As layers are peeled back, the magnitude of the waste becomes a serious concern. An aspect that is not well-understood is the increased stopping distance stemming from inappropriately inflated tyres. On an under-inflated tyre, there is actually less rubber contacting (contact patch) the ground; so the brakes have to work harder and longer to reduce the vehicle speed. An over-inflated tyre also suffers reduced contact area and so also has increased braking distance. Both conditions impose higher contact pressures onto the pavement surfaces and substrates; so more waste happens as roads have to be over-constructed to cater for the poor attitudes of vehicle owners in performing what should be standard maintenance. There is a serious road safety issue as well. The absolute waste involved in road trauma is huge, the loss of life, the injuries sustained with life-changing consequences is horrific. Maintaining tyres appropriately can assist to reduce this waste.
Tyres for incineration processes
Tyres can also be re-purposed in an incineration processes. For many years, tyres have been burnt within the cement manufacturing process to improve the quality of the clinker or cement, thus providing superior concrete for our structures such as bridges and buildings. Many people equate burning tyres to the belching black smoke seen from uncontrolled tyre fires. Weight for weight tyres have a higher energy availability than most high grade coal, yet we don’t see black smoke belching from power stations burning coal. When properly burned using the correct stoichiometric ratio, the resulting exhaust gases are clear, just as a car’s exhaust is clear.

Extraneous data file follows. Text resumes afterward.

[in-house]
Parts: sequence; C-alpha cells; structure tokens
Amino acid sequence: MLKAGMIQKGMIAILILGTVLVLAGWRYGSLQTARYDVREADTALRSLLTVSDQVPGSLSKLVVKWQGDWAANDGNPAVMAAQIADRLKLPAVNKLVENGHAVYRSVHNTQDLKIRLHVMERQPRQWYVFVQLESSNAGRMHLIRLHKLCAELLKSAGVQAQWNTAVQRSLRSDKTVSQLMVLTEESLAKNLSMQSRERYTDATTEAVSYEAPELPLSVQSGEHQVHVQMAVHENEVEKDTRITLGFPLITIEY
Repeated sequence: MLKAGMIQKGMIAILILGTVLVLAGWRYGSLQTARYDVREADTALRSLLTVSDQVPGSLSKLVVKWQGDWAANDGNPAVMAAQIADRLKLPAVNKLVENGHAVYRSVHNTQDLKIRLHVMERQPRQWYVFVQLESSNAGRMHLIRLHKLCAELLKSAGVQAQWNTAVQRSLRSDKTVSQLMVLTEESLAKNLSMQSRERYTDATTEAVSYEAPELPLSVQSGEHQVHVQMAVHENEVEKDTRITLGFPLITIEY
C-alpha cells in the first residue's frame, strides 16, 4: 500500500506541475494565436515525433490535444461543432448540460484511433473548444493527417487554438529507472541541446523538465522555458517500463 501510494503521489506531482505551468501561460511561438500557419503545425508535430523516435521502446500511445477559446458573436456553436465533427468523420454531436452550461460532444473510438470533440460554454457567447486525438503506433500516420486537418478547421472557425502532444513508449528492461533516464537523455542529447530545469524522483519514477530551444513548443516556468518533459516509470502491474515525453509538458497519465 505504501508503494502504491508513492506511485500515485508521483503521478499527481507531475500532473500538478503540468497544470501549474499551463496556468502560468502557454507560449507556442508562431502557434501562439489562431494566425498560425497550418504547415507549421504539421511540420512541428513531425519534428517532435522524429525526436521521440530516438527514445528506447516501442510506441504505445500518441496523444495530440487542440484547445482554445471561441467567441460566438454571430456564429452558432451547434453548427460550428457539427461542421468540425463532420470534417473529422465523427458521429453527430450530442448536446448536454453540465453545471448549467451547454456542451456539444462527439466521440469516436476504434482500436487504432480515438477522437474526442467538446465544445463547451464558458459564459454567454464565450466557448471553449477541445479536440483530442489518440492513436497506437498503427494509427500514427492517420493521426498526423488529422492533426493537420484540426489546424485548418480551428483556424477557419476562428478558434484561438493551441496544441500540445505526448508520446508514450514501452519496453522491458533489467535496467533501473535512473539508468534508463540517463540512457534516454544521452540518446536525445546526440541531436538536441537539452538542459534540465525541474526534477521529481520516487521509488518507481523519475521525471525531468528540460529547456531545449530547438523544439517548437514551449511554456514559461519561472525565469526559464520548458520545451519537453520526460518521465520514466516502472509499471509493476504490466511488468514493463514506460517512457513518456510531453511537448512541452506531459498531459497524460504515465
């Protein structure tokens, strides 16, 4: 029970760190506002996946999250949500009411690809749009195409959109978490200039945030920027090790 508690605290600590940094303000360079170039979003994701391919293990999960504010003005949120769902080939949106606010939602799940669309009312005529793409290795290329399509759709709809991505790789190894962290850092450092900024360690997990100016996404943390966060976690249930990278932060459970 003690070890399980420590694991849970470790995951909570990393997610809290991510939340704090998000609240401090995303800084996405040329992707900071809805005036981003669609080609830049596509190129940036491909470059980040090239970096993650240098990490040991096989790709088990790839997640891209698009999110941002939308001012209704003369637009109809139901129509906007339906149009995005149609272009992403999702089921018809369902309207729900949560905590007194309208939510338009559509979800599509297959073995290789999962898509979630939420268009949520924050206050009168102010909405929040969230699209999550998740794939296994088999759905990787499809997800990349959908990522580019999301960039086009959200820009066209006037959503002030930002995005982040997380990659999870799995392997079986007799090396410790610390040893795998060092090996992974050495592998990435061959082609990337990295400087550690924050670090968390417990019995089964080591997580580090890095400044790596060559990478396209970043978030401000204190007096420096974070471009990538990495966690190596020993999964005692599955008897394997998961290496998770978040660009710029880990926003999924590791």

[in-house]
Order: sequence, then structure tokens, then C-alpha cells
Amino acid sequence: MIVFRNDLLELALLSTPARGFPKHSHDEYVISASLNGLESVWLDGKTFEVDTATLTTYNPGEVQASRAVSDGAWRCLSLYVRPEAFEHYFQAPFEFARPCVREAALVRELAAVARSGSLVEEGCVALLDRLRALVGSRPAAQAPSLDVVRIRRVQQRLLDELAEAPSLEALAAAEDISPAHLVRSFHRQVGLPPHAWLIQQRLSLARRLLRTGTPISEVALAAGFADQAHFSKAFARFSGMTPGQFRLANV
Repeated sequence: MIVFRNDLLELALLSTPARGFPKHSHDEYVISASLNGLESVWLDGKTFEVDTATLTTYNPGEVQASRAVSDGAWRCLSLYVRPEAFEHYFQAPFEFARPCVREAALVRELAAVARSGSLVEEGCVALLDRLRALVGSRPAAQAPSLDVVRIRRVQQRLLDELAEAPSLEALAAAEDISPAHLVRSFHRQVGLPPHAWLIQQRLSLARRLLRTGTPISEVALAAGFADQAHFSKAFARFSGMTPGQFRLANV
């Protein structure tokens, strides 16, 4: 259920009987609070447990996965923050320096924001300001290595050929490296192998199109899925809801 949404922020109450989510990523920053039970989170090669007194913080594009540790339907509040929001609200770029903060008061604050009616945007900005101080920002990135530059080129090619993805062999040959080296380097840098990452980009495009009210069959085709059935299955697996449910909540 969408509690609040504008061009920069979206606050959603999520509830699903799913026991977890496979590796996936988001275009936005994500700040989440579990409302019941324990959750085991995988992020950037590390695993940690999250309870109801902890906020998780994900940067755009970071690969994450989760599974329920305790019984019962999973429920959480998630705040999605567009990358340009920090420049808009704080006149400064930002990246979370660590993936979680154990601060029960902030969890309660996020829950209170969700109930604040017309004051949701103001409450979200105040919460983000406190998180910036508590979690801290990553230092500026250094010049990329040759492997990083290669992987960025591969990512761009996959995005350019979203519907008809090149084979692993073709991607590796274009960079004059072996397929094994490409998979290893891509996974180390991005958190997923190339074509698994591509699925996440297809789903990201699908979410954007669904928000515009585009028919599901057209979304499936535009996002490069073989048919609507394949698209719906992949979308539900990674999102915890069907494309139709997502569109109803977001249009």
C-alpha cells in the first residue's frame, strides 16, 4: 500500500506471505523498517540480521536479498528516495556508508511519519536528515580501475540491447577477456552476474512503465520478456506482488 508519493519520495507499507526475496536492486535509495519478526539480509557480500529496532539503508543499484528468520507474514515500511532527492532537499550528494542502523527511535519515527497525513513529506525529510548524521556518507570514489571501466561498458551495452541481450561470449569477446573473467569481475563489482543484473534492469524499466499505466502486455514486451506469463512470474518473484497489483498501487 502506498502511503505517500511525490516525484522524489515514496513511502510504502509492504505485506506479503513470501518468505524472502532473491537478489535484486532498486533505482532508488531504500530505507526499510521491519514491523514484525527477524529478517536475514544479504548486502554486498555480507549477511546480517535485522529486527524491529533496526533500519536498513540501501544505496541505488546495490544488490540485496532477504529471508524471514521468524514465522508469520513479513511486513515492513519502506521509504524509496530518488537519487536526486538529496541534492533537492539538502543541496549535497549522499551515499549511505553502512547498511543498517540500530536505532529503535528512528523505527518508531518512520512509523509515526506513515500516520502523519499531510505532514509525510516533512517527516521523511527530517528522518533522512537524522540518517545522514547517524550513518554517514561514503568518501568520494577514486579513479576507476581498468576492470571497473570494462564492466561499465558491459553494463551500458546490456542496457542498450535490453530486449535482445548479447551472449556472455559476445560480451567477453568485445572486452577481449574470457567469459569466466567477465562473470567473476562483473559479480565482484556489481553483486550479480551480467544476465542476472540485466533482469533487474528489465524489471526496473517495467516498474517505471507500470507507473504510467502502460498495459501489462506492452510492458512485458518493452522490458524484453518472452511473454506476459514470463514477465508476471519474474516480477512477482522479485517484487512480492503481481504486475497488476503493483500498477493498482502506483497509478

The components that make up a tyre can be reduced under a specific process to largely the original components, oil, metal and fabric and carbon. Yes, carbon is the building block of most matter in our lives from plants and trees to energy and even in printing (pencils and printer ink for instance). The process is commercially viable, but until our societies realise and engage to value the resources that we have rather than the “throw away” mentality we have now, the outcomes will only come back to haunt us all at a later time.
Climate change cannot be denied any longer. We all know that there is nothing free in life, even the air we breathe has a price to keep clean, the water we drink has a price that many pay very dearly for.